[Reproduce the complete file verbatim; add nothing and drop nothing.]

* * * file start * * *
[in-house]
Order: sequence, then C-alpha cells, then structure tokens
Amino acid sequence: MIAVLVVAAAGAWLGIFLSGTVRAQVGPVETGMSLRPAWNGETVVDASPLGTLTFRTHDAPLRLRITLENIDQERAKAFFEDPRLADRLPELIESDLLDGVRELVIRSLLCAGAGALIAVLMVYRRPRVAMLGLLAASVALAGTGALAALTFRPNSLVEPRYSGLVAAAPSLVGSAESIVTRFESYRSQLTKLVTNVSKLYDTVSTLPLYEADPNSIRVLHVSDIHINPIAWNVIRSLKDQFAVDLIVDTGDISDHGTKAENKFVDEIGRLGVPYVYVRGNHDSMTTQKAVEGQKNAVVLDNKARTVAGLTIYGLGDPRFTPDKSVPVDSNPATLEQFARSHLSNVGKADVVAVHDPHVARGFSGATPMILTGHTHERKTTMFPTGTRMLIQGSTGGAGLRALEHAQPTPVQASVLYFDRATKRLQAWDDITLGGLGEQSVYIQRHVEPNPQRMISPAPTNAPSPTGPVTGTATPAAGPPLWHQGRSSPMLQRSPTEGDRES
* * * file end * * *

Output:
[in-house]
Order: sequence, then C-alpha cells, then structure tokens
Amino acid sequence: MIAVLVVAAAGAWLGIFLSGTVRAQVGPVETGMSLRPAWNGETVVDASPLGTLTFRTHDAPLRLRITLENIDQERAKAFFEDPRLADRLPELIESDLLDGVRELVIRSLLCAGAGALIAVLMVYRRPRVAMLGLLAASVALAGTGALAALTFRPNSLVEPRYSGLVAAAPSLVGSAESIVTRFESYRSQLTKLVTNVSKLYDTVSTLPLYEADPNSIRVLHVSDIHINPIAWNVIRSLKDQFAVDLIVDTGDISDHGTKAENKFVDEIGRLGVPYVYVRGNHDSMTTQKAVEGQKNAVVLDNKARTVAGLTIYGLGDPRFTPDKSVPVDSNPATLEQFARSHLSNVGKADVVAVHDPHVARGFSGATPMILTGHTHERKTTMFPTGTRMLIQGSTGGAGLRALEHAQPTPVQASVLYFDRATKRLQAWDDITLGGLGEQSVYIQRHVEPNPQRMISPAPTNAPSPTGPVTGTATPAAGPPLWHQGRSSPMLQRSPTEGDRES